Let's stop building $15,000 shacks
As the managing editor of the authoritative journal Electrical Contractor, the author has made a full-time study of home and industrial building in Canada,
THIS YEAR about a hundred and twenty-five thousand Canadian families will undergo the fascinating and sometimes dispiriting experience of buying a new home. Most of them will assume —if it’s their first house—that a builder selling a fifteen-thousand-dollar product must be competent and honest. It will come as an expensive shock to some buyers to find that many builders know little about building and care even less about the customer. In perhaps no other business do people get away with so much ineptitude and dishonesty on such a large scale at such expense to their; victims.
Owners of new homes find that their roofs leak, their floors warp, their paint peels and fades, their electric fuses blow out and their basements are indoor pools. In thousands of new homes a faucet turned on in the kitchen turns off the hot water in the bathroom or makes such a noise in the nursery that it frightens the children. A house will have a good heating system and no insulation whatsoever, or it will be insulated right to the gables and have a heating system barely strong enough to heat a telephone booth. The heart and soul of the modem home-—the electrical system—is often out of date the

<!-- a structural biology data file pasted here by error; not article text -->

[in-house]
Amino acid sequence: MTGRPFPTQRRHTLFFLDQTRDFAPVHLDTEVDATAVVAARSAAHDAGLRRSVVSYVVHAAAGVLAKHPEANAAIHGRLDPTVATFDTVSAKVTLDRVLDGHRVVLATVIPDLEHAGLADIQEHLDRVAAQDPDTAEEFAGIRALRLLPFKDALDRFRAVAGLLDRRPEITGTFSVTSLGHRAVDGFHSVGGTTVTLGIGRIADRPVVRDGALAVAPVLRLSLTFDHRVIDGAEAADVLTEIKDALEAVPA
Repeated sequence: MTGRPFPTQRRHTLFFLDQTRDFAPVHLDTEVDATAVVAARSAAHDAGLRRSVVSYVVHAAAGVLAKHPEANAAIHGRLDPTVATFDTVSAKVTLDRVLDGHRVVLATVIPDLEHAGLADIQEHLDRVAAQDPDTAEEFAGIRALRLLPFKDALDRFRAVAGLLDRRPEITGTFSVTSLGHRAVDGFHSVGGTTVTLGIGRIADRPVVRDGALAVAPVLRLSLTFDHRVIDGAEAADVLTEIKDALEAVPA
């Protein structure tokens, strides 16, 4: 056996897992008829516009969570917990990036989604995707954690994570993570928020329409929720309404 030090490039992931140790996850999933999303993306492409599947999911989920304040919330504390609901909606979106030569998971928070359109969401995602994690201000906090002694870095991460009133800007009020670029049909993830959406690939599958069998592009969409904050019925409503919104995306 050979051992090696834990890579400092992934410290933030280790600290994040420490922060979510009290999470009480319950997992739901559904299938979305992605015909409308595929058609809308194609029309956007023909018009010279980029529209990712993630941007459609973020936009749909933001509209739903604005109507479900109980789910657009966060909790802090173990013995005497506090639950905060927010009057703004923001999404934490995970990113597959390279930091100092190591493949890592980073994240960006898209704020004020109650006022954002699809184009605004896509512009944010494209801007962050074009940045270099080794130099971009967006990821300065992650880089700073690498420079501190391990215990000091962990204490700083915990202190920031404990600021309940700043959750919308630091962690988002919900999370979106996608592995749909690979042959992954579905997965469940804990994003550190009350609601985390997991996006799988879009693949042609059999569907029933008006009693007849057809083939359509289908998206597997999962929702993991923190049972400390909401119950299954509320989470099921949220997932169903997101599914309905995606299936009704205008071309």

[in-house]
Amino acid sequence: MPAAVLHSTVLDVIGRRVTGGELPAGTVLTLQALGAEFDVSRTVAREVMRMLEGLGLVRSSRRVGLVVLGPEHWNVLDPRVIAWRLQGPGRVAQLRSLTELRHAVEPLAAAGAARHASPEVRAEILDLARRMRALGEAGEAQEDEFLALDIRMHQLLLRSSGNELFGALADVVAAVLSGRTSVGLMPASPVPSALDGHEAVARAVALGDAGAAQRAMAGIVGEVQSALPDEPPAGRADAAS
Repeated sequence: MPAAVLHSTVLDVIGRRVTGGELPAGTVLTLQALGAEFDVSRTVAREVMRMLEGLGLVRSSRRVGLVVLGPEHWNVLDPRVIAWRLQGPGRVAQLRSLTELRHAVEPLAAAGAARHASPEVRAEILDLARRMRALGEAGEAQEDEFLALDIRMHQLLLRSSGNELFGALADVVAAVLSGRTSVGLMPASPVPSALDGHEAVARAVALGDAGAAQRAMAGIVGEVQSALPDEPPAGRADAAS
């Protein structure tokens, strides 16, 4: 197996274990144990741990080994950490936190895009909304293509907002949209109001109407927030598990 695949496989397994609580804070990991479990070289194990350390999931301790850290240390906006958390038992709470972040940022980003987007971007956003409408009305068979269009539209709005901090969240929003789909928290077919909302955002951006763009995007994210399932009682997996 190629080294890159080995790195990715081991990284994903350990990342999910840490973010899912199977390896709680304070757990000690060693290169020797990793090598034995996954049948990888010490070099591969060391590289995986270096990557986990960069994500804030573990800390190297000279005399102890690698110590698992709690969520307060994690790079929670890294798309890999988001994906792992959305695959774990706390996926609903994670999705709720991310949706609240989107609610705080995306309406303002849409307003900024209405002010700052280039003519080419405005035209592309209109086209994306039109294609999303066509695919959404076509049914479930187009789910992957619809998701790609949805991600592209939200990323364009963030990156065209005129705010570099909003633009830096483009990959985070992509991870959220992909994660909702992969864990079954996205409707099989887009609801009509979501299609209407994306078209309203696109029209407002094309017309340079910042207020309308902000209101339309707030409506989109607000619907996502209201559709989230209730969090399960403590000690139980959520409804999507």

There’s a tragic catch in our home-building boom . . . walls that crack, floors that warp and plumbing that fails. Here’s how unscrupulous inept builders cheat thousands of Canadians
day the new owner walks in the door.
The shortcomings of new housing today are a national problem in Canada. In Vancouver one architect, John Porter, complained recently about “the scandalous amount of jerry building” permitted there. In Winnipeg, Walter Bergman, the secretary-manager of the Winnipeg House Builders Association, reported that dishonest builders and low-grade construction were a growing problem. A Toronto planning consultant, Dr. Eugene Faludi, gave some idea of the size of the problem when he said that only about fifteen percent of
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Let’s stop building $15,000 shacks
the builders in business today are competent to build homes. He described some men putting up subdivisions as “charlatans in construction.” One Montreal builder anxious to get the money for his work as soon as possible put up a home so fast that the roof fell in before it was finished. He lost the contract, another builder took it up, and as a result the home cost two thousand dollars more thàn had been estimated.